# A tricky infinite sum— solution found numerically, need proof

Consider an infinite sum of the following form:

$X Y^{\alpha} + X^2 Y^{\alpha + \alpha^2} +X^3 Y^{\alpha + \alpha^2 + \alpha^3} + ...$

...which can be expressed more succinctly as:

$\sum\limits_{j = 1}^{\infty}X^j \prod\limits_{k = 1}^{j}Y^{\alpha^k}$

...where $0 < X < 1$, $0 < \alpha < 1$, and $Y > 0$.

Using numerical methods, I have discovered that the solution [Update: not the solution, but a close approximation for some values.] is the following:

$\sum\limits_{j = 1}^{\infty}X^j \prod\limits_{k = 1}^{j}Y^{\alpha^k} = \dfrac{X}{1-X} Y^{\frac{\alpha}{1 - \alpha X}}$

Does anybody know how to prove this analytically?

Update:

As one commenter showed, the above equality is in fact not a solution but rather an approximation that is very close for some parameter values. So here are some more details:

It seems useful to represent the infinite sum in the following way:

$\sum\limits_{j = 1}^{\infty}X^j \prod\limits_{k = 1}^{j}Y^{\alpha^k} = \dfrac{X}{1-X} \varphi$

...where $\varphi$ is potentially a function of $X$, $Y$, and $\alpha$.

Numerically, I have confirmed the following 2 properties of $\varphi$:

1. $\lim\limits_{X \to 0} \varphi = Y^\alpha~~$ for $~~Y > 0~~$ and $~~\alpha \in (0,1)$

2. $\lim\limits_{X \to 1} \varphi = Y$ for $~~Y > 0~~$ and $~~\alpha = \frac{1}{2}$

I'll accept any answer that moves me substantially closer to a general expression for $\varphi$ or a useful approximation.

• What have you tried? Dont think it is as difficult as you think. Maybe i am mistaken... – Lost1 Dec 28 '13 at 19:11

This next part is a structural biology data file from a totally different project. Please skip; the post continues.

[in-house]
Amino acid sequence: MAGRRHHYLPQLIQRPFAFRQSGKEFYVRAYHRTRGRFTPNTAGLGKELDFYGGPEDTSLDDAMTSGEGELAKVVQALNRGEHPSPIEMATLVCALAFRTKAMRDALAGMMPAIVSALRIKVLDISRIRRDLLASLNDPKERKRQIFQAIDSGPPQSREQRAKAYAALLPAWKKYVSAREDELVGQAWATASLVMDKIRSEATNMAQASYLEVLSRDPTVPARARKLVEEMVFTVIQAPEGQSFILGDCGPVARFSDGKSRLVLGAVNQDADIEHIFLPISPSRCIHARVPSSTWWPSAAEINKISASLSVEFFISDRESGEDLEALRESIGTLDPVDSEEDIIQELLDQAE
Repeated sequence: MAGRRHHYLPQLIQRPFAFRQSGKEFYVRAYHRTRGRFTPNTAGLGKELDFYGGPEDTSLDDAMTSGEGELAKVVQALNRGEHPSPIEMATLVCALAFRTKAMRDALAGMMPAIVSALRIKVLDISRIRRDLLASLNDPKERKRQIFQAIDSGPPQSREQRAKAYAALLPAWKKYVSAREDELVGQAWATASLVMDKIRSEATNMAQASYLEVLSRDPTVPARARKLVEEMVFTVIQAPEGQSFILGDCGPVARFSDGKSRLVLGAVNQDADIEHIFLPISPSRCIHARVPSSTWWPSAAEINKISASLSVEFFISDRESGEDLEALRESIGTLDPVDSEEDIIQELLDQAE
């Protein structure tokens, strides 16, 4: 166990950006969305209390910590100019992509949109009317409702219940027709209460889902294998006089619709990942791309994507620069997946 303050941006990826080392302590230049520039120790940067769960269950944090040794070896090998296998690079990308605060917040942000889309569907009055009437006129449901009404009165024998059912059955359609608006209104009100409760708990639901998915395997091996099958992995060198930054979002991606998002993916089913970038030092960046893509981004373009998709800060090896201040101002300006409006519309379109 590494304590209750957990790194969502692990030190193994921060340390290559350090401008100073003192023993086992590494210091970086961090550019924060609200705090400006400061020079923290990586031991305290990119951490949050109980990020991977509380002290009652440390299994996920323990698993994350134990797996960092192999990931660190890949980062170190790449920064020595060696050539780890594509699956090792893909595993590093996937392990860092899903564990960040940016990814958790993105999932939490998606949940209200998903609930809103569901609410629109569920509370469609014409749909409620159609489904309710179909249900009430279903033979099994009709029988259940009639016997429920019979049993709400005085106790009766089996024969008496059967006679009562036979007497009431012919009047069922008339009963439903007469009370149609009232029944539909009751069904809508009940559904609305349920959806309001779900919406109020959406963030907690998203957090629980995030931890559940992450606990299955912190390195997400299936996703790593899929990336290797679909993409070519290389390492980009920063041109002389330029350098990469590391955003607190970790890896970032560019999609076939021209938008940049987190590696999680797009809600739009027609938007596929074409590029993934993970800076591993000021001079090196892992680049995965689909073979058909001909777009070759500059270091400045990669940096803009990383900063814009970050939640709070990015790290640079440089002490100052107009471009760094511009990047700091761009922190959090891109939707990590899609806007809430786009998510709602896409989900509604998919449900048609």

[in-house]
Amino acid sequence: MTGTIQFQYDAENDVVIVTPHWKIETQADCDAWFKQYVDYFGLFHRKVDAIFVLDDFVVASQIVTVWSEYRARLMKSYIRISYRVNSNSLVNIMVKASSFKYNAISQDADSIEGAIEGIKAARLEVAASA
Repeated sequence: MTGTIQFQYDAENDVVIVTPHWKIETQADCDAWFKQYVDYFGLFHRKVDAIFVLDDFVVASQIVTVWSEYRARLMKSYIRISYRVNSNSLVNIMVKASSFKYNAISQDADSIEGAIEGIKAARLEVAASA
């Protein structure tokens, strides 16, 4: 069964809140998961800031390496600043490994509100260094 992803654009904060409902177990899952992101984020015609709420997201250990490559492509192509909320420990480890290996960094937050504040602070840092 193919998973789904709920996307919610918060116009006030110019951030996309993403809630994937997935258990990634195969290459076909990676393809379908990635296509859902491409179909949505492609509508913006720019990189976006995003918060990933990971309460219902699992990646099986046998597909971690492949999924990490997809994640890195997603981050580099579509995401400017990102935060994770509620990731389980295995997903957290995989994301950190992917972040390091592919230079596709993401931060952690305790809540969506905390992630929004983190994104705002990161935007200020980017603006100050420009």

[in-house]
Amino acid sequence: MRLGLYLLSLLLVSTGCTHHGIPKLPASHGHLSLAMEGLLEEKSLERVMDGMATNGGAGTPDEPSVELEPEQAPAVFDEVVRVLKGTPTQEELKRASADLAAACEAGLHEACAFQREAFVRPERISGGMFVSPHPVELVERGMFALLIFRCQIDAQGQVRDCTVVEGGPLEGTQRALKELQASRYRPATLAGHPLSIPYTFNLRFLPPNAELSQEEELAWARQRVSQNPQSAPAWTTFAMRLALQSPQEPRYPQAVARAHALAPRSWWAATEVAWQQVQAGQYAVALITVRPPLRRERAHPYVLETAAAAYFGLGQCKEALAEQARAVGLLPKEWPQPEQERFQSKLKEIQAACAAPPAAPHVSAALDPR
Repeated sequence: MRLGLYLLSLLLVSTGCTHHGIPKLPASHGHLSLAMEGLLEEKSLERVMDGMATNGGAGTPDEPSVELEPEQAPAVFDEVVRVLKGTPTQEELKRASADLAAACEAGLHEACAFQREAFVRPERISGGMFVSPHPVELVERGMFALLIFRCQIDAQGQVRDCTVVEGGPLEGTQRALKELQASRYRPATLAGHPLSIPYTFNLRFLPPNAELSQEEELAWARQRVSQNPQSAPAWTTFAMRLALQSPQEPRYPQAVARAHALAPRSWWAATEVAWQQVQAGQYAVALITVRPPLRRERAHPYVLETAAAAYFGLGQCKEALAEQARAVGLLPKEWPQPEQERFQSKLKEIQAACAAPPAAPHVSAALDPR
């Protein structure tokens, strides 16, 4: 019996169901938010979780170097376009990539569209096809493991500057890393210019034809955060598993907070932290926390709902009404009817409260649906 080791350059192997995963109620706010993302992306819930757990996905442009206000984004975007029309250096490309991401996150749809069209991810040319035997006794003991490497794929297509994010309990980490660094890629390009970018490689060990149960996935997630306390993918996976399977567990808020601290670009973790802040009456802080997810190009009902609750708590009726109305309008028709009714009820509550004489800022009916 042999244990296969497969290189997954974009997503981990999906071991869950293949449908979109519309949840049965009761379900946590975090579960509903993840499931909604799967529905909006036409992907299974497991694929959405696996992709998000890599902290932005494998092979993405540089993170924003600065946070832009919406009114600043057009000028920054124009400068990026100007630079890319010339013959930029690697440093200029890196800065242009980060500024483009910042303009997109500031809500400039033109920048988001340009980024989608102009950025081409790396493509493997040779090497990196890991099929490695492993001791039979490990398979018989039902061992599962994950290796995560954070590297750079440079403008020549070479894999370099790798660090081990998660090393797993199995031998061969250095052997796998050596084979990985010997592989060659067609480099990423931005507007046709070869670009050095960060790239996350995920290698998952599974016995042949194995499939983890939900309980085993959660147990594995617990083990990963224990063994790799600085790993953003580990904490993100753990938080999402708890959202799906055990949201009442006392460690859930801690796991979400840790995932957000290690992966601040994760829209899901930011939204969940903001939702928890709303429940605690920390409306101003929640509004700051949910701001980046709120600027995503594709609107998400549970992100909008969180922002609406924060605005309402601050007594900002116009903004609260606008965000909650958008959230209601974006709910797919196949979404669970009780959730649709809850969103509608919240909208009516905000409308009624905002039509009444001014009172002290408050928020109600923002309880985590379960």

• Stated in current form, your equality is wrong. With $x = y = \alpha = 1/2$, RHS of your equality is $2^{-2/3} \sim 0.62996052494744$ while the sum of first ten terms in LHS is $\sim 0.63421166281522$, already bigger than RHS. – achille hui Dec 28 '13 at 20:06
• I do not see how X could become part of the exponent of Y. – Claude Leibovici Dec 29 '13 at 6:00
• I checked using $X = Y = \alpha = \frac{1}{2}$ and achille hui is correct. I arrived at the equality using other numbers for which the equality is a very, very close approximation. For $X = Y = \alpha = \frac{1}{2}$ it apears to be a close-ish approximation, but not quite. Rats. – Matt D. Dec 29 '13 at 8:25

I might be missing something, but it seems that $$\prod_{k=1}^j Y^{\alpha^k} = Y^{\frac{\alpha (1- \alpha^j)}{1-\alpha}}.$$ So, changing the variable to $$Z=Y^{\frac{\alpha}{1-\alpha}},$$ you get $$Z\sum_{j=1}^\infty X^j Z^{-\alpha^j}.$$ This does not appear to simplify further...

• This is a useful representation, thanks. – Matt D. Dec 29 '13 at 8:29

This is not exactly what you asked for, but its all I have.

Define the following terms:

$$X=\sum_{k=0}^{\infty}x^k \qquad \qquad |x|<1$$ $$Y=\sum_{r=0}^{\infty} \log\left(y^{\alpha^r} \right) \qquad \qquad 1\le y<e \; \; \text{and} \; \; |\alpha|<1$$

and now consider these as sets,

$$\top X=\{1,x,x^2,x^3,...,x^k,...\}$$ $$\top Y=\{\log\left(y \right),\log\left(y^{\alpha} \right),\log\left(y^{\alpha^2} \right),\log\left(y^{\alpha^3} \right),...,\log\left(y^{\alpha^r} \right),...\}.$$

Where $\top$ denotes a sum as a sequence, and $\top_{(-s)}$ denotes the sequence with the first $s$ terms taken away.

This is will be an iterative process because in your posed question the power of $Y$ themselves are raised to successively higher powers.

First, compute the following: $$<\top X,\top Y>=\log\left(y \right)+x\log\left(y^{\alpha} \right)+x^2\log\left(y^{\alpha^2} \right)+x^3\log\left(y^{\alpha^3} \right)+...$$

$$<\top_{(-1)} X,\top Y>=x\log\left(y \right)+x^2\log\left(y^{\alpha} \right)+x^3\log\left(y^{\alpha^2} \right)+x^4\log\left(y^{\alpha^3} \right)+...$$